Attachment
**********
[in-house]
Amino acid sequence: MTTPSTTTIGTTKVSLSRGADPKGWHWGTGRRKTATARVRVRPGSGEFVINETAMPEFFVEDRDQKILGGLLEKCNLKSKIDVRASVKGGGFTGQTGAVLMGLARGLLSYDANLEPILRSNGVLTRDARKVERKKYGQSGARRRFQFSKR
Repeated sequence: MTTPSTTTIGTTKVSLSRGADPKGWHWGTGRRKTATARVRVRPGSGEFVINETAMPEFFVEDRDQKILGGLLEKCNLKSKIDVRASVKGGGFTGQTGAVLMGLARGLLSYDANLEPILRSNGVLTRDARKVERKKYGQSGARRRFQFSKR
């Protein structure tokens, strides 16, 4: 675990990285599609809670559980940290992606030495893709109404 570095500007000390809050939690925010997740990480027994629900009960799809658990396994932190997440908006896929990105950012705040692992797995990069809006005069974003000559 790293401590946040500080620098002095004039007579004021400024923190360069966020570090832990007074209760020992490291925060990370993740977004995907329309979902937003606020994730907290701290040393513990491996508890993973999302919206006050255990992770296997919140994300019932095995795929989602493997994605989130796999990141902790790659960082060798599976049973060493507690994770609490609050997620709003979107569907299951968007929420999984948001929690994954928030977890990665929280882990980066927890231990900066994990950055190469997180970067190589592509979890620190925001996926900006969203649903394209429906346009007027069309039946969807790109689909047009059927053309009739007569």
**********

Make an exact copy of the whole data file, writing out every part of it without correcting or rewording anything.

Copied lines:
[in-house]
Amino acid sequence: MTTPSTTTIGTTKVSLSRGADPKGWHWGTGRRKTATARVRVRPGSGEFVINETAMPEFFVEDRDQKILGGLLEKCNLKSKIDVRASVKGGGFTGQTGAVLMGLARGLLSYDANLEPILRSNGVLTRDARKVERKKYGQSGARRRFQFSKR
Repeated sequence: MTTPSTTTIGTTKVSLSRGADPKGWHWGTGRRKTATARVRVRPGSGEFVINETAMPEFFVEDRDQKILGGLLEKCNLKSKIDVRASVKGGGFTGQTGAVLMGLARGLLSYDANLEPILRSNGVLTRDARKVERKKYGQSGARRRFQFSKR
């Protein structure tokens, strides 16, 4: 675990990285599609809670559980940290992606030495893709109404 570095500007000390809050939690925010997740990480027994629900009960799809658990396994932190997440908006896929990105950012705040692992797995990069809006005069974003000559 790293401590946040500080620098002095004039007579004021400024923190360069966020570090832990007074209760020992490291925060990370993740977004995907329309979902937003606020994730907290701290040393513990491996508890993973999302919206006050255990992770296997919140994300019932095995795929989602493997994605989130796999990141902790790659960082060798599976049973060493507690994770609490609050997620709003979107569907299951968007929420999984948001929690994954928030977890990665929280882990980066927890231990900066994990950055190469997180970067190589592509979890620190925001996926900006969203649903394209429906346009007027069309039946969807790109689909047009059927053309009739007569």